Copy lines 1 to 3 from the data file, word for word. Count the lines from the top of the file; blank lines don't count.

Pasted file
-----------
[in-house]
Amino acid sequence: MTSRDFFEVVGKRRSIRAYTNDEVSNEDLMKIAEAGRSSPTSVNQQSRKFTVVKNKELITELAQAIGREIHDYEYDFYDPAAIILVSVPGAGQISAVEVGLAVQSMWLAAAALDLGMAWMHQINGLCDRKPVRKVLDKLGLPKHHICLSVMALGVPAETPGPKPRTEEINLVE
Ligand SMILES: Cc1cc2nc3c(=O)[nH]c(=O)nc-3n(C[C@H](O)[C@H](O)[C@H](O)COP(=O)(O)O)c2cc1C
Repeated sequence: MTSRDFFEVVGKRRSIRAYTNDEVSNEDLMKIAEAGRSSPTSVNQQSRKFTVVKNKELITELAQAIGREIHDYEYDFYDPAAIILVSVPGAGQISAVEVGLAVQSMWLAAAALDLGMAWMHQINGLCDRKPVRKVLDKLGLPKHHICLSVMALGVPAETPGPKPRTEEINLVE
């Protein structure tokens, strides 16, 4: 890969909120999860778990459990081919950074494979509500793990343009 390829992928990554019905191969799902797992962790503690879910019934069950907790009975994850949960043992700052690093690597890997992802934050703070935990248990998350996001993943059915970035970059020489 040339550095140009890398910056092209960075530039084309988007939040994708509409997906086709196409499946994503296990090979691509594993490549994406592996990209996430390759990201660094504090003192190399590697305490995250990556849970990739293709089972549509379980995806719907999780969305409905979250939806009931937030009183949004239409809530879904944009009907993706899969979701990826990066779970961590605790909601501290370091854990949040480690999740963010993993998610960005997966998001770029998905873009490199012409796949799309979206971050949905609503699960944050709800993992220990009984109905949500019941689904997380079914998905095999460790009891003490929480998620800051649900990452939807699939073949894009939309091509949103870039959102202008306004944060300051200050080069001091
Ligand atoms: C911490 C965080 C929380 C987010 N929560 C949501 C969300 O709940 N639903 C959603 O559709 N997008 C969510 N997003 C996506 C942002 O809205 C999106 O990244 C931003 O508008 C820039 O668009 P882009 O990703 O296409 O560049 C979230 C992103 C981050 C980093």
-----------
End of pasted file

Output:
[in-house]
Amino acid sequence: MTSRDFFEVVGKRRSIRAYTNDEVSNEDLMKIAEAGRSSPTSVNQQSRKFTVVKNKELITELAQAIGREIHDYEYDFYDPAAIILVSVPGAGQISAVEVGLAVQSMWLAAAALDLGMAWMHQINGLCDRKPVRKVLDKLGLPKHHICLSVMALGVPAETPGPKPRTEEINLVE
Ligand SMILES: Cc1cc2nc3c(=O)[nH]c(=O)nc-3n(C[C@H](O)[C@H](O)[C@H](O)COP(=O)(O)O)c2cc1C